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Bob Vander Plaats' muddled school civics

by Jeremy Hooper

The Iowa Supreme Court didn't make law. They didn't execute law. They most certainly didn't amend the constitution. In the 2009 marriage equality decision, the unanimous panel of justices did nothing more than determine that the "protect marriage" crowd has no constitutionally kosher reason for denying civil marriage rights to same-sex couples (i.e. they did their jobs):

Iowa Code section 595.2 is unconstitutional because the County has
been unable to identify a constitutionally adequate justification for excluding
plaintiffs from the institution of civil marriage. A new distinction based on
sexual orientation would be equally suspect and difficult to square with the
fundamental principles of equal protection embodied in our constitution.
This record, our independent research, and the appropriate equal protection
analysis do not suggest the existence of a justification for such a legislative
classification that substantially furthers any governmental objective.
Consequently, the language in Iowa Code section 595.2 limiting civil
marriage to a man and a woman must be stricken from the statute, and the
remaining statutory language must be interpreted and applied in a manner
allowing gay and lesbian people full access to the institution of civil

VI. Conclusion.
The district court properly granted summary judgment to plaintiffs.
Iowa Code section 595.2 violates the equal protection provision of the Iowa
Constitution. Our decision becomes effective upon issuance of
All justices concur.
Varnum decision [G-A-Y]

The "protect marriage" folks are the ones who are trying to amend the constitution, in order to turn the state's most precious governing document into a weapon that will bind the court's gavels and ultimately de-bond the state's same-sex unions. The "protect marriage" kiddos are the ones trying to declare themselves the judge, jury, and executor of a civil marriage system that's governed largely by personal faith views. The protect equality (and fear quote usage) team is the one defending minority rights from majority tyranny, fair-minded courts from wrong-headed retribution, and civics from incivility.

But Bob Vander Plaats, the current Iowa For Freedom head and a former high school principal himself, doesn't want you to realize that his side failed to make winnable arguments in court, or that the same court is continuing the independent judiciary's long history of ensuring minority rights are upheld in this country. Instead, he wants to continue reducing the Iowa matter to a false "people vs. the courts" meme in a way that confuses adults and middle schoolers alike:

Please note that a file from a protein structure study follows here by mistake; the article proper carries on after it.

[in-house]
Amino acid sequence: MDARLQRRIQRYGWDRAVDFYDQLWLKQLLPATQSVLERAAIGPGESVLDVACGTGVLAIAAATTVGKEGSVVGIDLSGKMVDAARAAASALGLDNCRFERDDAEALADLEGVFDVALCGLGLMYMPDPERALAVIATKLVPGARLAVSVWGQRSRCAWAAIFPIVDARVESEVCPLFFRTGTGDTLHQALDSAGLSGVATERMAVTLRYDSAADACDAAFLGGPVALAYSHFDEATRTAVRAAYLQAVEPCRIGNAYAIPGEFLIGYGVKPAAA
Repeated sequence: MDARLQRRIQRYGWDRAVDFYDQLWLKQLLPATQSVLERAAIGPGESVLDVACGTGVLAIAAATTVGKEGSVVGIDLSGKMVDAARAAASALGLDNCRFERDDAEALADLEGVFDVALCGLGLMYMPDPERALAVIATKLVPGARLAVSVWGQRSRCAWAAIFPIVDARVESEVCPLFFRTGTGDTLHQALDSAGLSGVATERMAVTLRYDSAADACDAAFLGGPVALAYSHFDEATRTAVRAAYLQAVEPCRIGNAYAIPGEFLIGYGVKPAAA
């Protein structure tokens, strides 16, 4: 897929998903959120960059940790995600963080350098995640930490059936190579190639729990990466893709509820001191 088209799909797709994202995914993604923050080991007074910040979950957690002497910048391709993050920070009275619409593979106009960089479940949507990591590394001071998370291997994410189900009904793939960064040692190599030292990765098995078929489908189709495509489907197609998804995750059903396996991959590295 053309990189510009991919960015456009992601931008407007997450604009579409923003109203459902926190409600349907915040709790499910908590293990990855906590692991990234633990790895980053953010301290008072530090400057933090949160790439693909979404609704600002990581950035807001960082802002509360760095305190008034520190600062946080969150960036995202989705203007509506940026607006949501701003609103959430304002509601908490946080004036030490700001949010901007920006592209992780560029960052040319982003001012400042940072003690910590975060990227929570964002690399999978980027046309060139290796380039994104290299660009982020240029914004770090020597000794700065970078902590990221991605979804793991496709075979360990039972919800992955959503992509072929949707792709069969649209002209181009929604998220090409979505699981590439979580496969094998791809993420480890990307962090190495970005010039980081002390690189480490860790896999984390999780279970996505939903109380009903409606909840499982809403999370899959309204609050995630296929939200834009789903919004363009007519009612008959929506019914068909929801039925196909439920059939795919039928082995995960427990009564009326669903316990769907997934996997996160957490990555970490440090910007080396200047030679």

"Middle School Civics teaches us that it is the power of the legislature, who represents the people, to make law. The executive authority to execute law belongs to the governor. And, most importantly, it is only the people who are authorized to amend the constitution.

The Iowa Supreme Court is granted none of these powers by our constitution. Yet, this unelected body usurped the powers granted to the legislature, to the governor, and to the people when they ruled Iowa to be a “same sex” marriage state. If judges can redefine marriage, they can redefine who should pay taxes and how much, who can own and carry a gun and whose private property rights get protected – or do not.

Can judges hear arguments in cases of tax law, gun ownership, or private property rights? Well yea. Duh. But why is that presented as a straw man negative that's meant to punish evangelical conservatives!??!? Our courts hear cases on any number of matters. Again: That is the role! But the outcome is determined by legal merit, not some sort of "let's get 'em" mentality. That vindictive mentality belongs to the team that wants to hurt gay people and their allies in the equality fight, co-equal branches of government be damned!

If we had to choose the most annoying aspect of this current Iowa For Freedom campaign (which is kind of like choosing our favorite to indoctrinate), it has to be this complete removal of merit from the conversation. Vander Plaats and company never talk about the fact that every situation must pass legal muster in order to move forward: Instead, they want to high court jurists to sound like willy nilly rogues who all went to law school at Personal Liberal Whim U. DON'T BUY IT, IOWA!

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